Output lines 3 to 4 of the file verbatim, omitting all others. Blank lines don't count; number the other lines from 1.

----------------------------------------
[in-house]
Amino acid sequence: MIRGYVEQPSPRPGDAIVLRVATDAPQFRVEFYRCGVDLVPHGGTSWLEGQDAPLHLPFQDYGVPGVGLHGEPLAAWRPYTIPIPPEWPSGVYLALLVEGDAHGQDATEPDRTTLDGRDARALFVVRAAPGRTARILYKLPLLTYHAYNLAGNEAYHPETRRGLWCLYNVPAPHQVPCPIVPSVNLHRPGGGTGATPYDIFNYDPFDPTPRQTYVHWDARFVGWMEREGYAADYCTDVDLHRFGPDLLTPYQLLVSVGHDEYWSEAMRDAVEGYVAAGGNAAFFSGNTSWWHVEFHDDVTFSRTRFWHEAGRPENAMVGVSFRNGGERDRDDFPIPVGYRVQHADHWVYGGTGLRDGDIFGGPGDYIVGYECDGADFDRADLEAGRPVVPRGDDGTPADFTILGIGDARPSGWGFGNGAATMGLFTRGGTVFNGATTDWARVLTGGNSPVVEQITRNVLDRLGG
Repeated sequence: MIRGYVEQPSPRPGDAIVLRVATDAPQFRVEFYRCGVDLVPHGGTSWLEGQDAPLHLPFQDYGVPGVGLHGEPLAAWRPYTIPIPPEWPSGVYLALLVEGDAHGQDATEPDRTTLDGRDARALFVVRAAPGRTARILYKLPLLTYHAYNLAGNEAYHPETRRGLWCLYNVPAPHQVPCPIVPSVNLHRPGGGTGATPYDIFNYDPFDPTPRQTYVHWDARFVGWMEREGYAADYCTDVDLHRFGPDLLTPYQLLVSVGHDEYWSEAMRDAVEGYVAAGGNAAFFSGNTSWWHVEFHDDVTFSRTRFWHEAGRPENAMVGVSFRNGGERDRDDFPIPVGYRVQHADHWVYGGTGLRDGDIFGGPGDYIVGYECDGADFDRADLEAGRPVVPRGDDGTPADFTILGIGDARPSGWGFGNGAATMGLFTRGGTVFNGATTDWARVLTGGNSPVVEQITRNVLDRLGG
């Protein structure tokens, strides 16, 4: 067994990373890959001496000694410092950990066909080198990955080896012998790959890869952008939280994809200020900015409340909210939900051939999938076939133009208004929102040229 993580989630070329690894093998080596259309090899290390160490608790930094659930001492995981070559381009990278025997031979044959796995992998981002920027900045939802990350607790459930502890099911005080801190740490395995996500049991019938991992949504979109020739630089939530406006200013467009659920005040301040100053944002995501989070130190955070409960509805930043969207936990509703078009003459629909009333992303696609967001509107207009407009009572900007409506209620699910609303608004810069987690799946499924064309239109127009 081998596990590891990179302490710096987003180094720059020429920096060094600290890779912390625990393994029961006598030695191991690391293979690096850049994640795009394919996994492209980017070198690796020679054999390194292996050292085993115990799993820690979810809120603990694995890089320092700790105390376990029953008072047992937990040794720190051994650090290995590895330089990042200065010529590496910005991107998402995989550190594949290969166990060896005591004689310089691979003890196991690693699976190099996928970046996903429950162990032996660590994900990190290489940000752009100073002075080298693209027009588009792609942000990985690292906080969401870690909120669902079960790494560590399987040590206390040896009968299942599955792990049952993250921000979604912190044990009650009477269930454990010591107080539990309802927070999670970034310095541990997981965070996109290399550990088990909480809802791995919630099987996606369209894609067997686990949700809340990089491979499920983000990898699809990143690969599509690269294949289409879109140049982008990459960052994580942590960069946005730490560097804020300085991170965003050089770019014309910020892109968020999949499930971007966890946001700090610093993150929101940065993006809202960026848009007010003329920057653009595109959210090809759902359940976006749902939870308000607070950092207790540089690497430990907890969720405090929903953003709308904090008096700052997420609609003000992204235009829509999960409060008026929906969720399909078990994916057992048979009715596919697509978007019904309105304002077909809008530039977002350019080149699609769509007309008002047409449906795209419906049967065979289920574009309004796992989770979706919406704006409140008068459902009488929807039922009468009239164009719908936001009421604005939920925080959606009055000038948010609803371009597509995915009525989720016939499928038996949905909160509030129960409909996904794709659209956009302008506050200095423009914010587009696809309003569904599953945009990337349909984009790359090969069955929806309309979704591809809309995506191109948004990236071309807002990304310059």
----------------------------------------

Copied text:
Repeated sequence: MIRGYVEQPSPRPGDAIVLRVATDAPQFRVEFYRCGVDLVPHGGTSWLEGQDAPLHLPFQDYGVPGVGLHGEPLAAWRPYTIPIPPEWPSGVYLALLVEGDAHGQDATEPDRTTLDGRDARALFVVRAAPGRTARILYKLPLLTYHAYNLAGNEAYHPETRRGLWCLYNVPAPHQVPCPIVPSVNLHRPGGGTGATPYDIFNYDPFDPTPRQTYVHWDARFVGWMEREGYAADYCTDVDLHRFGPDLLTPYQLLVSVGHDEYWSEAMRDAVEGYVAAGGNAAFFSGNTSWWHVEFHDDVTFSRTRFWHEAGRPENAMVGVSFRNGGERDRDDFPIPVGYRVQHADHWVYGGTGLRDGDIFGGPGDYIVGYECDGADFDRADLEAGRPVVPRGDDGTPADFTILGIGDARPSGWGFGNGAATMGLFTRGGTVFNGATTDWARVLTGGNSPVVEQITRNVLDRLGG
């Protein structure tokens, strides 16, 4: 067994990373890959001496000694410092950990066909080198990955080896012998790959890869952008939280994809200020900015409340909210939900051939999938076939133009208004929102040229 993580989630070329690894093998080596259309090899290390160490608790930094659930001492995981070559381009990278025997031979044959796995992998981002920027900045939802990350607790459930502890099911005080801190740490395995996500049991019938991992949504979109020739630089939530406006200013467009659920005040301040100053944002995501989070130190955070409960509805930043969207936990509703078009003459629909009333992303696609967001509107207009407009009572900007409506209620699910609303608004810069987690799946499924064309239109127009 081998596990590891990179302490710096987003180094720059020429920096060094600290890779912390625990393994029961006598030695191991690391293979690096850049994640795009394919996994492209980017070198690796020679054999390194292996050292085993115990799993820690979810809120603990694995890089320092700790105390376990029953008072047992937990040794720190051994650090290995590895330089990042200065010529590496910005991107998402995989550190594949290969166990060896005591004689310089691979003890196991690693699976190099996928970046996903429950162990032996660590994900990190290489940000752009100073002075080298693209027009588009792609942000990985690292906080969401870690909120669902079960790494560590399987040590206390040896009968299942599955792990049952993250921000979604912190044990009650009477269930454990010591107080539990309802927070999670970034310095541990997981965070996109290399550990088990909480809802791995919630099987996606369209894609067997686990949700809340990089491979499920983000990898699809990143690969599509690269294949289409879109140049982008990459960052994580942590960069946005730490560097804020300085991170965003050089770019014309910020892109968020999949499930971007966890946001700090610093993150929101940065993006809202960026848009007010003329920057653009595109959210090809759902359940976006749902939870308000607070950092207790540089690497430990907890969720405090929903953003709308904090008096700052997420609609003000992204235009829509999960409060008026929906969720399909078990994916057992048979009715596919697509978007019904309105304002077909809008530039977002350019080149699609769509007309008002047409449906795209419906049967065979289920574009309004796992989770979706919406704006409140008068459902009488929807039922009468009239164009719908936001009421604005939920925080959606009055000038948010609803371009597509995915009525989720016939499928038996949905909160509030129960409909996904794709659209956009302008506050200095423009914010587009696809309003569904599953945009990337349909984009790359090969069955929806309309979704591809809309995506191109948004990236071309807002990304310059």